From a Certain Point of View

So this is a Star Wars anthology, and I'm pretty sure this is the first time I've ever loved EVERY SINGLE STORY in an anthology with multiple contributors. There are no duds. It's so nice to see an anthology get the star-power and funding it deserves. If you love Star Wars, you will love this book. There is something for everyone.

So there are 40 short stories (one for every year since A New Hope came out) all telling the story of Episode IV from the POV of side characters. Some of them are obvious, like stories featuring Yoda and Obi-Wan. Some of them less so, like the one told by the trash compactor monster (which is fantastic, btw).

Some of my favourite authors are in this one (Delilah Dawson, Daniel Jose Older, Nnedi Okorafor, Chuck Wendig) which was why I bought it, but I'm glad I did. It's made me want to watch the movie again (when I get some time). And I will definitely be looking at it differently.

These stories are powerful and well told and intriguing and give you the plight of the Rebels vs the Death Star from regular folks, Rebels and Imperials in the background, and a few scoundrels too. There are stories to make you laugh, like Older's told by one of the "not the droids you're looking for" Stormtroopers. Stories to make you cry, like one told from Aunt Beru's POV, or doomed Rebels, or yes, even the trash compactor monster.

If you're a Star Wars fan, definitely pick up this book. You won't be sorry.


Taste of Marrow

This book is a quick and excellent read. It's everything I wanted from the first book. The pacing is fantastic, the characters are brilliant and I love them all. The plot is a little soft, but I don't even care because the rest of it is so good.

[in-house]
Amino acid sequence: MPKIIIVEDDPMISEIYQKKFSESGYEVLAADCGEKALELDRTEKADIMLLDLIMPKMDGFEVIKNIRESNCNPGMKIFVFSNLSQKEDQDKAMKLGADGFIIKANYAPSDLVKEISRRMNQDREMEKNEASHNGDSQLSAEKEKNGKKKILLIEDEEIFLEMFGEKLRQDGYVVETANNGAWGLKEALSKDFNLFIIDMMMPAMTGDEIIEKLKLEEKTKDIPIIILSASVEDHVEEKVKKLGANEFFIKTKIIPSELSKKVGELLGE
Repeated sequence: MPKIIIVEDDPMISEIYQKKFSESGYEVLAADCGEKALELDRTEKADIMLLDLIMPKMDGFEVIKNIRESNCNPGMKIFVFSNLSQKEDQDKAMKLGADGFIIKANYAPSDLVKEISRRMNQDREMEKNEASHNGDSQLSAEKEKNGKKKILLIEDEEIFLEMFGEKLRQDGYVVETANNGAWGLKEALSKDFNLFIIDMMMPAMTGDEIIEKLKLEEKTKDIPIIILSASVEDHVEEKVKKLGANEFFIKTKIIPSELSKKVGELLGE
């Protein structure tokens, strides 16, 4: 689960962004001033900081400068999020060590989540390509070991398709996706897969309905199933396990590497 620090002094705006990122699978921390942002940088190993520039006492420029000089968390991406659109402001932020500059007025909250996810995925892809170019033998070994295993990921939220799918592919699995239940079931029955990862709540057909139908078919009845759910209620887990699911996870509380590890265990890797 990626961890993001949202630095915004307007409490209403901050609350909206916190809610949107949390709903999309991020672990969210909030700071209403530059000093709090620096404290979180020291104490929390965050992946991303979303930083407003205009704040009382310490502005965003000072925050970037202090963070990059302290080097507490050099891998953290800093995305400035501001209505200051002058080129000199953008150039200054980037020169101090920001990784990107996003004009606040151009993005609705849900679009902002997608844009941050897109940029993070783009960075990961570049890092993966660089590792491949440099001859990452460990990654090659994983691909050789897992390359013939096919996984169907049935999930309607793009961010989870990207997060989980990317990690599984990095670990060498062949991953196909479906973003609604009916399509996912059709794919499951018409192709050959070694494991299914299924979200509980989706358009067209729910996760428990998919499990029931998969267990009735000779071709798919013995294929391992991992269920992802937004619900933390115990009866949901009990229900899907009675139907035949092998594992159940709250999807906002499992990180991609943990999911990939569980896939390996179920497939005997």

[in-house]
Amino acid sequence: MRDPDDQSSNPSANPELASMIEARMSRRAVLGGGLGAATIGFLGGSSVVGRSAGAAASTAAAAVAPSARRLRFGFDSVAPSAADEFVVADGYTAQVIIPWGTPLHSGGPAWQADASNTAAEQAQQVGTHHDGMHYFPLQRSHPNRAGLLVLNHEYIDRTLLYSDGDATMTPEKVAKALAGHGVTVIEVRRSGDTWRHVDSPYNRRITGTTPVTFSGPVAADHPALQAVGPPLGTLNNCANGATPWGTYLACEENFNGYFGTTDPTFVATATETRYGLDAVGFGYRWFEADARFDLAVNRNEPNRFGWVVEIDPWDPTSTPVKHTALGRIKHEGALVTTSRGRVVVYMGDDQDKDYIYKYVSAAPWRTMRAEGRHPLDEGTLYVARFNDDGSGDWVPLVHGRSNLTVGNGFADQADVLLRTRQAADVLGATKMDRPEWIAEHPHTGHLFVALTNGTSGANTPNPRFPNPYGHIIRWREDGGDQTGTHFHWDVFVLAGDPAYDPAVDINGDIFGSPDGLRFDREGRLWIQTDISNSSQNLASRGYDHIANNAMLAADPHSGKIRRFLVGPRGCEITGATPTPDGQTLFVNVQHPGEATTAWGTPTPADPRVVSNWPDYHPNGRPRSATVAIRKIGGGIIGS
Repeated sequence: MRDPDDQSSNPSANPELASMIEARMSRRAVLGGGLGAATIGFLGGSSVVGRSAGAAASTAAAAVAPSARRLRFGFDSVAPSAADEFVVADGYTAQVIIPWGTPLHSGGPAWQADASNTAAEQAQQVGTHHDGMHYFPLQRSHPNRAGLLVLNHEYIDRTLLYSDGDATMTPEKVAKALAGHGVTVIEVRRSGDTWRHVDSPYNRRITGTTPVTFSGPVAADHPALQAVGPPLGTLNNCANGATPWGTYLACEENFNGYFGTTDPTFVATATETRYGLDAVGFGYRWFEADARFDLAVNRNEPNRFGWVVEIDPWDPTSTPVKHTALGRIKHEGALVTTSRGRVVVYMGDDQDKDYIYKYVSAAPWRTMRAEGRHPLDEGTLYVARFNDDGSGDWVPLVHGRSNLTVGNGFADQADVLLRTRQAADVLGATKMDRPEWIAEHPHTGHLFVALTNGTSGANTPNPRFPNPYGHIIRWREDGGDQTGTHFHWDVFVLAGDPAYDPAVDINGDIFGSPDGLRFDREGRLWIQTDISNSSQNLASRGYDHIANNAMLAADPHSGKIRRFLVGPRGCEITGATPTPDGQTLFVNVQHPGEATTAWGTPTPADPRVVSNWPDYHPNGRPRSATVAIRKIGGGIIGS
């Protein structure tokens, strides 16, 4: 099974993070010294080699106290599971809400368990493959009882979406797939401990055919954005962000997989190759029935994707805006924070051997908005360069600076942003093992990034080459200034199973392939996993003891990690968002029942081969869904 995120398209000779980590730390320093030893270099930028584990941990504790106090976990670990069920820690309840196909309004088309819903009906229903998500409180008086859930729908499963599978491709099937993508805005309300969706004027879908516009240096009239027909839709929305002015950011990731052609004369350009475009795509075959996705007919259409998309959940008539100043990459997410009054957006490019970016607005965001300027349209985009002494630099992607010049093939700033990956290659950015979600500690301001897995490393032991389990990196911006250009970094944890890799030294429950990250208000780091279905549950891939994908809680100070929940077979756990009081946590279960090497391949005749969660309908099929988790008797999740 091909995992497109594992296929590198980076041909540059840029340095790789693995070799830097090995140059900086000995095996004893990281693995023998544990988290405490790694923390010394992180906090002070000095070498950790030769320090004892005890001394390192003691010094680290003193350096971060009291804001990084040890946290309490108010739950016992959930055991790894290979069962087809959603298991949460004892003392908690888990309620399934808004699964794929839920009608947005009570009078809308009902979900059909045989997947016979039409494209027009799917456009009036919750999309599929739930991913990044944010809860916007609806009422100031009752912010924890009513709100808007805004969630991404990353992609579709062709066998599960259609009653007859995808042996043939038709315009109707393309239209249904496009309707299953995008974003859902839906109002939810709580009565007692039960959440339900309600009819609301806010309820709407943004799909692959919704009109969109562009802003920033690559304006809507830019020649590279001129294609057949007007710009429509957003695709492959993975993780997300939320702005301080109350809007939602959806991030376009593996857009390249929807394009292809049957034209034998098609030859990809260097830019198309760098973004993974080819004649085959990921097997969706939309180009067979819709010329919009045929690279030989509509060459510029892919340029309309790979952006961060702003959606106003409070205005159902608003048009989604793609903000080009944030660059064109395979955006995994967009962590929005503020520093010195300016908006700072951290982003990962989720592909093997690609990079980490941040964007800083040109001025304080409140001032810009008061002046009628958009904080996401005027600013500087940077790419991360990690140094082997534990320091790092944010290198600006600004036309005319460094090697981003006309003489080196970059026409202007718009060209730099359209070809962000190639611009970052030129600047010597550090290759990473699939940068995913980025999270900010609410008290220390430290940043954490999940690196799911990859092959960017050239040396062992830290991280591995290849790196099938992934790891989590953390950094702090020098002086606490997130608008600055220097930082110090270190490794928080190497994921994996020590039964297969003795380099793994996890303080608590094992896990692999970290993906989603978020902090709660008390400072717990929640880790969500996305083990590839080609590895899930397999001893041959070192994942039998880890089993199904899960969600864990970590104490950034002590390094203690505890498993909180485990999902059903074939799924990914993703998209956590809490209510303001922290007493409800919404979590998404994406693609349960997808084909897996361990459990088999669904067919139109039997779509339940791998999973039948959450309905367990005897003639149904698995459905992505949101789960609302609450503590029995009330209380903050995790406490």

So this series is less fantasy and more alternate history examining what would happen if hippos had been imported as an alternative meat source in the 1800s. Cowboys on hippos, essentially. And that part is a lot of fun!

This book jumps in where the last one left off, with the gang all split up and searching for each other, no one certain who survived the first book and who didn't. They're all hurting one way or another. This book is far more emotionally driven than the first book was. Overall, it holds together better too.

And it touches on that whole "found family" thing I love so much. The scenes with Hero and Adelia learning to sass each other was excellent. I love me clever banter. There wasn't much of it here, but when there was, it was spot on.

And can we talk about that amazing cover with Adelia clutching both her NEWBORN and A BIG-ASS KNIFE and threatening to cut up a lot of terrible people. Hot damn! (seriously, though, there wouldn't have been a plot at all if Adelia had been wearing the baby)

So while I was pretty meh about the first book, the second book more than makes up for it. I'm sad it's over and hope that someday the author will pull out these characters and their world and find more adventures for them.


The Amazing Maurice and His Educated Rodents

This is definitely my least favourite book in the series so far. It's labelled as Pratchett's first YA, which is puzzling. I guess because the human main characters are fairly young? (Although so were Mort and Ysabell and that book was not labelled YA).

Anyway, the rats themselves were fairly interesting, but I didn't actually like any of the characters. I didn't care at all what happened in this book, and aside from the names the rats chose for themselves, there wasn't much I found especially funny about this either.